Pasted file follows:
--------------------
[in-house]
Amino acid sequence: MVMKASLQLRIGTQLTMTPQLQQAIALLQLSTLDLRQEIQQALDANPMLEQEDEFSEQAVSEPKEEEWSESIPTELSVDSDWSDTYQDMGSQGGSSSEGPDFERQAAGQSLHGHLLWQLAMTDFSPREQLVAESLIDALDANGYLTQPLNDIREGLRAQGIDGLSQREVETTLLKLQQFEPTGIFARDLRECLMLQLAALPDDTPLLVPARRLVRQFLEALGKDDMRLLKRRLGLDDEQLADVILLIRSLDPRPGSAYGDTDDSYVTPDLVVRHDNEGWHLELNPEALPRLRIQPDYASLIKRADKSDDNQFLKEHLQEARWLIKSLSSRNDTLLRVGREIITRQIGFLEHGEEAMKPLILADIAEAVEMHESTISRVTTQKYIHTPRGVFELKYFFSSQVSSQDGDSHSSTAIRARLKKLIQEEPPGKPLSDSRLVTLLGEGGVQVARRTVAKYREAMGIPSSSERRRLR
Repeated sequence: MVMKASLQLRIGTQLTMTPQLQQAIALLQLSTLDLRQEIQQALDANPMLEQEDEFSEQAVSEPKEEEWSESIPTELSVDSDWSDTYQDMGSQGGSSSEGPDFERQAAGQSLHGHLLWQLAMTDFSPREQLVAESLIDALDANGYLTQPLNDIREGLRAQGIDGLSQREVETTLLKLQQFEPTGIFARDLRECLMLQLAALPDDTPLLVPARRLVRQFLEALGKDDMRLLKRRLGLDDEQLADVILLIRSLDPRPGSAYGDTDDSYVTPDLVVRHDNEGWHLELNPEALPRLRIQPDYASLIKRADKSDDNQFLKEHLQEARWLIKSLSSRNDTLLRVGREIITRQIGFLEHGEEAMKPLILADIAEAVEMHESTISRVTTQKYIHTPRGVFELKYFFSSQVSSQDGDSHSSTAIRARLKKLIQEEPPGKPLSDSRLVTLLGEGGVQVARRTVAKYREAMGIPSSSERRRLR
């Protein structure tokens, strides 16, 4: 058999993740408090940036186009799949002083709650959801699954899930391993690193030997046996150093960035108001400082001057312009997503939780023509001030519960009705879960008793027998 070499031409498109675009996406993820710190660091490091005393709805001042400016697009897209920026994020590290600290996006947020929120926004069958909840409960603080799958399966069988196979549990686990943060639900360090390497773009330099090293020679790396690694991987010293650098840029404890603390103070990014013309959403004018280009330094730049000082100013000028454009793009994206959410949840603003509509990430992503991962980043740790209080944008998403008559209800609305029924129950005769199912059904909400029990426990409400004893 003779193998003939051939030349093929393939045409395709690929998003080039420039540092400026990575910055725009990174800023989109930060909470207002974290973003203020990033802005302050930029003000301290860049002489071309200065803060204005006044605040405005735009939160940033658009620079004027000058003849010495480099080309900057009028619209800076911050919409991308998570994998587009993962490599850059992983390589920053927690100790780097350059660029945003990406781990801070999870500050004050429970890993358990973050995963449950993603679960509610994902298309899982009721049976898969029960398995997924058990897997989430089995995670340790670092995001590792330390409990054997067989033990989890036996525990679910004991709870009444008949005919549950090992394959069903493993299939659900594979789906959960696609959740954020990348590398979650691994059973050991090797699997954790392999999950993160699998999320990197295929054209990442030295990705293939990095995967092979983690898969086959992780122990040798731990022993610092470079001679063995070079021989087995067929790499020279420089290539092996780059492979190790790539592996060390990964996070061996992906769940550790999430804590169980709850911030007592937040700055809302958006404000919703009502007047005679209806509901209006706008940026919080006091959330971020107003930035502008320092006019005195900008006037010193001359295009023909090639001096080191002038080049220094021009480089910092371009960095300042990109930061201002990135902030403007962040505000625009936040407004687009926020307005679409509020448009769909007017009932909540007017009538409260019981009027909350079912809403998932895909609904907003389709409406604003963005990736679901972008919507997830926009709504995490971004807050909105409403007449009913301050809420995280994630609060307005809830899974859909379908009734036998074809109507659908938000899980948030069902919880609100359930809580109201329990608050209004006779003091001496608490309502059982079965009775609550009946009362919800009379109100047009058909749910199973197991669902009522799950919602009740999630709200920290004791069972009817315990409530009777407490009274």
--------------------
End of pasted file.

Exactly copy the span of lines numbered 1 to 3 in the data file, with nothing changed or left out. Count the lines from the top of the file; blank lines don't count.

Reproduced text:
[in-house]
Amino acid sequence: MVMKASLQLRIGTQLTMTPQLQQAIALLQLSTLDLRQEIQQALDANPMLEQEDEFSEQAVSEPKEEEWSESIPTELSVDSDWSDTYQDMGSQGGSSSEGPDFERQAAGQSLHGHLLWQLAMTDFSPREQLVAESLIDALDANGYLTQPLNDIREGLRAQGIDGLSQREVETTLLKLQQFEPTGIFARDLRECLMLQLAALPDDTPLLVPARRLVRQFLEALGKDDMRLLKRRLGLDDEQLADVILLIRSLDPRPGSAYGDTDDSYVTPDLVVRHDNEGWHLELNPEALPRLRIQPDYASLIKRADKSDDNQFLKEHLQEARWLIKSLSSRNDTLLRVGREIITRQIGFLEHGEEAMKPLILADIAEAVEMHESTISRVTTQKYIHTPRGVFELKYFFSSQVSSQDGDSHSSTAIRARLKKLIQEEPPGKPLSDSRLVTLLGEGGVQVARRTVAKYREAMGIPSSSERRRLR
Repeated sequence: MVMKASLQLRIGTQLTMTPQLQQAIALLQLSTLDLRQEIQQALDANPMLEQEDEFSEQAVSEPKEEEWSESIPTELSVDSDWSDTYQDMGSQGGSSSEGPDFERQAAGQSLHGHLLWQLAMTDFSPREQLVAESLIDALDANGYLTQPLNDIREGLRAQGIDGLSQREVETTLLKLQQFEPTGIFARDLRECLMLQLAALPDDTPLLVPARRLVRQFLEALGKDDMRLLKRRLGLDDEQLADVILLIRSLDPRPGSAYGDTDDSYVTPDLVVRHDNEGWHLELNPEALPRLRIQPDYASLIKRADKSDDNQFLKEHLQEARWLIKSLSSRNDTLLRVGREIITRQIGFLEHGEEAMKPLILADIAEAVEMHESTISRVTTQKYIHTPRGVFELKYFFSSQVSSQDGDSHSSTAIRARLKKLIQEEPPGKPLSDSRLVTLLGEGGVQVARRTVAKYREAMGIPSSSERRRLR